Flashback: Who was right in 2007? Ezekiel ‘Doctor Death’ Emanuel or Jonathan Gruber?

Dr. Ezekiel Emanuel, brother to former Obama Chief of Staff and adviser and Chicago’s current mayor, Rahm Emanuel, was labeled “Doctor Death” based on his connections with the Obama administration and so-called “death panels” hidden in the Obamacare law.

In August 2009, Salon came to Emanuel’s defense, claiming

Ezekiel Emanuel, who’s currently advising the administration on healthcare reform through a post at the White House Office of Management and Budget, is actually one of the country’s leading medical ethicists, a forceful defender of people approaching the end of their life. Indeed, he opposes even voluntary euthanasia and physician-assisted suicide.

The irony in this comes from the more recent claim last month by Emanuel himself that he hoped to die at 75.

This paints an interesting background for the fact that, in July 2007, MIT economics professor Jonathan Gruber, also identified as a health care adviser for Obama and his repugnant health care law, duked it out in a debate with Ezekiel Emanuel.

The occasion was a conference call. John Edwards was reportedly in search of a health care campaign adviser and the two “experts” vied for the position.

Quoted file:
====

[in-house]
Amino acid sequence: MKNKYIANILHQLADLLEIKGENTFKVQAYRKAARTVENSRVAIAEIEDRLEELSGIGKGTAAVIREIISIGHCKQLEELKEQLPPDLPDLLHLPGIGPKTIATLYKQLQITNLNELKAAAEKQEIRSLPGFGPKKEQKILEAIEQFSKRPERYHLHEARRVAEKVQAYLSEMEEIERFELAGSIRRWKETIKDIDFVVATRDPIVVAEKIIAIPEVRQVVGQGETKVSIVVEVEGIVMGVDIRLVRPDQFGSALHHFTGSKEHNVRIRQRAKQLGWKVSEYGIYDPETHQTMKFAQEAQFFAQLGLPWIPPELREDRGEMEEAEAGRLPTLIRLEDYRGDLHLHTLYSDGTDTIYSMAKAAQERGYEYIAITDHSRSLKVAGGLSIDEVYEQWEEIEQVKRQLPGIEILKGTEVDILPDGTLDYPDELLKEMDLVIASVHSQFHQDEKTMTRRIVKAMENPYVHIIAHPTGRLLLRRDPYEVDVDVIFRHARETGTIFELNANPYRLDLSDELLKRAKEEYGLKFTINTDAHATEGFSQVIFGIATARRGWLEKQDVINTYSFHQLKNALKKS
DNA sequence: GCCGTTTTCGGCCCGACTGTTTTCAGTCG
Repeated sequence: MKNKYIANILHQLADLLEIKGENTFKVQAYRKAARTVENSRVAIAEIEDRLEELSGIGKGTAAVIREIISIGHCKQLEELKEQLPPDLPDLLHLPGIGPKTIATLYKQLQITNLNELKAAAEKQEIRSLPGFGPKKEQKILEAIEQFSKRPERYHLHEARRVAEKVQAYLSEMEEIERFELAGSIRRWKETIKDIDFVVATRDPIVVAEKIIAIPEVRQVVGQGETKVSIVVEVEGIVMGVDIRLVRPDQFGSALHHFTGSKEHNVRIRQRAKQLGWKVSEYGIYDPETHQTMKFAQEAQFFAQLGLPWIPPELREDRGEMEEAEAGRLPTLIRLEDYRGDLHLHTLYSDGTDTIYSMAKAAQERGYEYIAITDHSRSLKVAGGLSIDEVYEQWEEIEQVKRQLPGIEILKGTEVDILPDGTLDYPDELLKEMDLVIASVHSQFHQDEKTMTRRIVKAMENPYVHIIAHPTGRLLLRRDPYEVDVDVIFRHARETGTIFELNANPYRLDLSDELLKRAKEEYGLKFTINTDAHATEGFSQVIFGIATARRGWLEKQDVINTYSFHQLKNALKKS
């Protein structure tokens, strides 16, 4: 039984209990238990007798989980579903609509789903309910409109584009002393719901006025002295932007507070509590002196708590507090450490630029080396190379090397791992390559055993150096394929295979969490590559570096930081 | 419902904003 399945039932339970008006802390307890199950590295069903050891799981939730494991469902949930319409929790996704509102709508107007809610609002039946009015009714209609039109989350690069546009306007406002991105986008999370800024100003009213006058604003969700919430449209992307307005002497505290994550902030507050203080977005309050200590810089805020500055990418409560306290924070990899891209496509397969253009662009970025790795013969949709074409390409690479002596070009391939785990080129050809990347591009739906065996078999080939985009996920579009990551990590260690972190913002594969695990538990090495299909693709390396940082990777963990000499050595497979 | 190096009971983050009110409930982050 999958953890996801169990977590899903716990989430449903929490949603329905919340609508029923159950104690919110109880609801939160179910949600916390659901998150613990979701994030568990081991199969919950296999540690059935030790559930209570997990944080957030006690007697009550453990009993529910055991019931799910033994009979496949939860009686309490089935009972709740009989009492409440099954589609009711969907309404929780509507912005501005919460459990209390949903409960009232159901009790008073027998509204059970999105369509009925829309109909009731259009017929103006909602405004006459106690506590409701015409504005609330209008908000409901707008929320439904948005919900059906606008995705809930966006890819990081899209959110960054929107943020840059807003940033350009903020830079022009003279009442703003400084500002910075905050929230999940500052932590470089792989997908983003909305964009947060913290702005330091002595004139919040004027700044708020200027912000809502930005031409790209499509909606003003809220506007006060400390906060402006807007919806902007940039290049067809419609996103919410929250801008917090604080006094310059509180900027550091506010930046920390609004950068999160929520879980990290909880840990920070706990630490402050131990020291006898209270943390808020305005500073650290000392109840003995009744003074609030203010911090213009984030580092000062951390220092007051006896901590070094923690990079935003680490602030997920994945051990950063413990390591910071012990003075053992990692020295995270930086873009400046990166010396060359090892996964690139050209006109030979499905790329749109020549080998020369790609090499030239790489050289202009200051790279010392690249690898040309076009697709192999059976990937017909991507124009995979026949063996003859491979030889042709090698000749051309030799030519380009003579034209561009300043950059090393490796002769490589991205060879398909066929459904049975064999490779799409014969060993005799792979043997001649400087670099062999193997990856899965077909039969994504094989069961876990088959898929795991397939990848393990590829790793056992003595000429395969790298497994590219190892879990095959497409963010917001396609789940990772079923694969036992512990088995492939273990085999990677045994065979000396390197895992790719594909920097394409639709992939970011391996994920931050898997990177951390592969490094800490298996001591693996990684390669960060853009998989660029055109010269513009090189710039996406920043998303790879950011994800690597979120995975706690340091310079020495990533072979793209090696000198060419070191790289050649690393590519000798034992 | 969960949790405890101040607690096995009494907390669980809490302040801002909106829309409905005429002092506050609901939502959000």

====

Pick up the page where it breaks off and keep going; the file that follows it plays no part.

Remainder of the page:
The Washington Post reported:

On one side was Ezekiel Emanuel, a doctor and bioethics expert and the brother of Rep. Rahm Emanuel (D-Ill.), arguing that the American health-care system is so riddled with inefficiencies that it needs to be blown up and replaced by a plan in which people can buy coverage themselves with a voucher.

On the other side was an economist from the Massachusetts Institute of Technology who has become possibly the party’s most influential health-care expert and a voice of realism in its internal debates. . . .

[Gruber said] that whatever the merits of Emanuel’s idea, it just would not be politically viable. Instead, Gruber argued for a more incremental approach, like the one in Massachusetts he helped write. Its central elements would be providing subsidies to people who are unable to pay for health care, increasing the number of those who are enrolled in public programs such as Medicaid and creating a public agency to help anyone ineligible for the programs buy health insurance. . . . .

“Plans which minimize the disruption to the existing system are more likely to succeed than plans that rip up the existing system and start over,” said Gruber, who has consulted with the three leading Democratic campaigns about their health plans. “It doesn’t take a genius to see that. That’s not to say that plans ripping it up wouldn’t be better — I just think they’re political non- starters.”